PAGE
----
508: If you are in the left or right lane of a road with 3 lanes in one direction and you want to move into the center lane, check your blind spot for vehicles in 2 lanes beside you. If you change lanes when a vehicle is 2 lanes away and parallel with you, and that vehicle changes lanes at the same time, you will contact each other in the center lane.
509: The safe speed for navigating a turn depends on the turn's radius, friction of road surface, bank of turn, strength of crosswinds, tires (type, condition, temperature, pressure), and height of vehicle's center of gravity (for most vehicles it rises as load or passengers are added to vehicle).
510: Slow down before a turn and avoid braking while turning or bathing. Weight is transferred to the front wheels when braking, rear when accelerating, left when turning right, and right when turning left; therefore, steering while braking or accelerating transfers more weight to one wheel and the reduced traction at the other wheels increases the risk of skidding.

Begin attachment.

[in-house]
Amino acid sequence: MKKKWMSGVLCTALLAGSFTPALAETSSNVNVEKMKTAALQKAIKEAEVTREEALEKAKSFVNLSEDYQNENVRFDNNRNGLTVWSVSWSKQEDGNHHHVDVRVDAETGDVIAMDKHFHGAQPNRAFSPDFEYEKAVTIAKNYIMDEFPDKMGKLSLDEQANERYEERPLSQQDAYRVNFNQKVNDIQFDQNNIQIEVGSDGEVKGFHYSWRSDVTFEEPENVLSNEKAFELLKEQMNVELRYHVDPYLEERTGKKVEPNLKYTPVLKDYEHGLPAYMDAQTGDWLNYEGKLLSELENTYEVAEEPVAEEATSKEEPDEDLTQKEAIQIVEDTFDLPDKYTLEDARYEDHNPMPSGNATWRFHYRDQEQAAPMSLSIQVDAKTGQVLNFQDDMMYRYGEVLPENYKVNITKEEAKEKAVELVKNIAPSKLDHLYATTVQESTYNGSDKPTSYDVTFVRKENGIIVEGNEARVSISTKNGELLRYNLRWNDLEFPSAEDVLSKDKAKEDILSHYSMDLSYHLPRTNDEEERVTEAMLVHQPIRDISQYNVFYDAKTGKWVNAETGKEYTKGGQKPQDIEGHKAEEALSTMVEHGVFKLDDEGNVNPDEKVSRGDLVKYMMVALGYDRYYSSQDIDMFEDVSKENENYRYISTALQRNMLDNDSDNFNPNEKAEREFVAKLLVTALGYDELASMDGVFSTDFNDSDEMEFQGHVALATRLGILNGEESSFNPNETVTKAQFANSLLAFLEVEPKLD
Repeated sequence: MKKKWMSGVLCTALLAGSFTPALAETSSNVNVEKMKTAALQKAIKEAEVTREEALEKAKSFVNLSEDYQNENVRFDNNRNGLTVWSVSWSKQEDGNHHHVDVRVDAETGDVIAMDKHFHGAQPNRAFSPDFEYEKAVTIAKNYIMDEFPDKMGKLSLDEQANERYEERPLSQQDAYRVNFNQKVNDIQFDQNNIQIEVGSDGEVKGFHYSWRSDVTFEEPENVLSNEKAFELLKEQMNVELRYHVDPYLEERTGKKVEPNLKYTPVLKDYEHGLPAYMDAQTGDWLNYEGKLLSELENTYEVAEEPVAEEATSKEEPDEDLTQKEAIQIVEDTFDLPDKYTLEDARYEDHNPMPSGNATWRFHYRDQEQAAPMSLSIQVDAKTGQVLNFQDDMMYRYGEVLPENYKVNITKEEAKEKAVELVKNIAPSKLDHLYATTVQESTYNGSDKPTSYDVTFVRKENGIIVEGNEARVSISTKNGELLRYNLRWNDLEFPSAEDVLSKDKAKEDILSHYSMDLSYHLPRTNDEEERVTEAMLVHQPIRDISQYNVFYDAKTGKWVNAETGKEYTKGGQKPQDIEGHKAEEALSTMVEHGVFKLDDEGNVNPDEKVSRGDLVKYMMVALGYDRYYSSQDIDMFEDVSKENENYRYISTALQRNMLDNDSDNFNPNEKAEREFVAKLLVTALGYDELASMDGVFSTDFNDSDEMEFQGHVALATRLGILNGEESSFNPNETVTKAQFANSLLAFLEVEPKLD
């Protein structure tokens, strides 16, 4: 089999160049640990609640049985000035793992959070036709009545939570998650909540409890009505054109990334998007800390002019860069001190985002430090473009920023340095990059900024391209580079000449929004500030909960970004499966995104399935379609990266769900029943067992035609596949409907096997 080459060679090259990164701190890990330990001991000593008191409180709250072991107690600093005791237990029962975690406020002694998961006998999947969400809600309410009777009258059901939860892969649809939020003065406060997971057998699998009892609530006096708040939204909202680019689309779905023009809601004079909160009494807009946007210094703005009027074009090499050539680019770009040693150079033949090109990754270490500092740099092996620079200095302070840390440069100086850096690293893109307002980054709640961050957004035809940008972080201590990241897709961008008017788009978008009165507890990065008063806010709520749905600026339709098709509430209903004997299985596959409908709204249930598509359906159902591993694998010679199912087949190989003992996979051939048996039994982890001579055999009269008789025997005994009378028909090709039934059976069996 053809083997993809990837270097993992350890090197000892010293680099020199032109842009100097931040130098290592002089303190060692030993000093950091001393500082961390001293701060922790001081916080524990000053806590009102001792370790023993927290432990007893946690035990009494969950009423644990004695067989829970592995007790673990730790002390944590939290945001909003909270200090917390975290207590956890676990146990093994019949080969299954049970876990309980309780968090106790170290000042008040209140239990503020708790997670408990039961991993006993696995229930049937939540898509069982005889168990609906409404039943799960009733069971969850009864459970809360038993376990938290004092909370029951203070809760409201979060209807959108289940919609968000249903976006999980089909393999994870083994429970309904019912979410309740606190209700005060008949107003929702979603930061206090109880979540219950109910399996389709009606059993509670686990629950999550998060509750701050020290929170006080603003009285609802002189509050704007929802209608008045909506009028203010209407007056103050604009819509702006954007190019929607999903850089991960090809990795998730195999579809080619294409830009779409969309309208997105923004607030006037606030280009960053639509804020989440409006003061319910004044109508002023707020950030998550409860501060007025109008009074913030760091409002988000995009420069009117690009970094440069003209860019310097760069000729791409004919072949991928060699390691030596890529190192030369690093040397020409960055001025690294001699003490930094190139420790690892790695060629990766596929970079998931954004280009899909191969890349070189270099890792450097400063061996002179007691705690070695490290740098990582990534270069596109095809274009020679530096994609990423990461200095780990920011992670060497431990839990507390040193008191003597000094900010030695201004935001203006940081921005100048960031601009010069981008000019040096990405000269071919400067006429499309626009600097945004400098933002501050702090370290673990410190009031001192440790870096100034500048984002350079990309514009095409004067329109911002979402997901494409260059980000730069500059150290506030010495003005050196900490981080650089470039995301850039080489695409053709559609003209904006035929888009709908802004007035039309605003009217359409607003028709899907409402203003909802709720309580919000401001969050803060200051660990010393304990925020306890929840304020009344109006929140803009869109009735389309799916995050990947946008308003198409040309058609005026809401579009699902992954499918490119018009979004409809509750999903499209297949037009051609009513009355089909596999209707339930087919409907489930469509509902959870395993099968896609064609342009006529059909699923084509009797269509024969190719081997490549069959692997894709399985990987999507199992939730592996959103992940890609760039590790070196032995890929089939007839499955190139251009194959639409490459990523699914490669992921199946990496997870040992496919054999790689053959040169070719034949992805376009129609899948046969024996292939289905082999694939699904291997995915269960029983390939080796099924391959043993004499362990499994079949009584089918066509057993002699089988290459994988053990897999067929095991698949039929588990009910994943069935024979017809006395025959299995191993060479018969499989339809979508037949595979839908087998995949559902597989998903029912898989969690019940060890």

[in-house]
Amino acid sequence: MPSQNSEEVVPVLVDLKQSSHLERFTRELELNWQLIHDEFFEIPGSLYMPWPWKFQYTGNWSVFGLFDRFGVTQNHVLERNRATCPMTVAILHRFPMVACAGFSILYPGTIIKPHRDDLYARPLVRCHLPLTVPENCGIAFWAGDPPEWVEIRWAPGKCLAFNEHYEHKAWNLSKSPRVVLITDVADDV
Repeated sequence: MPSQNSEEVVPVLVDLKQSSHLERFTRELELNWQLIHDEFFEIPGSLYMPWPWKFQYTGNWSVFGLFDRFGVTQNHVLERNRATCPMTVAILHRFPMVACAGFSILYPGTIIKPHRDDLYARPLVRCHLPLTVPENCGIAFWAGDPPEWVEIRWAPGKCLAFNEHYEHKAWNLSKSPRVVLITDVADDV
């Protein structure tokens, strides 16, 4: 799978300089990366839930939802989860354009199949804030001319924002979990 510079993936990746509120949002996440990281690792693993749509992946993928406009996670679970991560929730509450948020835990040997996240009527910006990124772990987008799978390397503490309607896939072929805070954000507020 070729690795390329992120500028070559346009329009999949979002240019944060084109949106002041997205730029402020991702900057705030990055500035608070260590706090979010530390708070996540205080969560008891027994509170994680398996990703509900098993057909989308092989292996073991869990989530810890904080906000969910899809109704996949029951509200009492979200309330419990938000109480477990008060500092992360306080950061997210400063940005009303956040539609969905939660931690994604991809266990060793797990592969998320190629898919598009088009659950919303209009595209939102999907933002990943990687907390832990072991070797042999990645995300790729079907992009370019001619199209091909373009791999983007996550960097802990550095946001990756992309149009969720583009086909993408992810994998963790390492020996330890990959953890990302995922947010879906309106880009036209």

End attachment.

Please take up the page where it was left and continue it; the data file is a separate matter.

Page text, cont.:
511: A vehicle cannot be steered if there's no rolling contact between the front tires and the road. If the front tires lose traction while turning (understeer) because the vehicle is travelling too fast for the available friction, applying the brakes may be the worst thing to do; instead, turn the steering wheel to decrease the steering angle of the front wheels and help them regain rolling contact with the road.
512: The most common crash is the rear-ender and the most common injury is whiplash. Always stop well back from an intersection or a vehicle ahead until the vehicles behind you stop safely. While you wait for them to stop, glance at the mirrors and if you're about to be rear-ended, move ahead into the open space, or steer into any open space beside the vehicle ahead, or brace for impact. You can also warn your passengers to brace (at the start of a trip explain that "brace" means to face ahead with your back against the seat and your head against the headrest).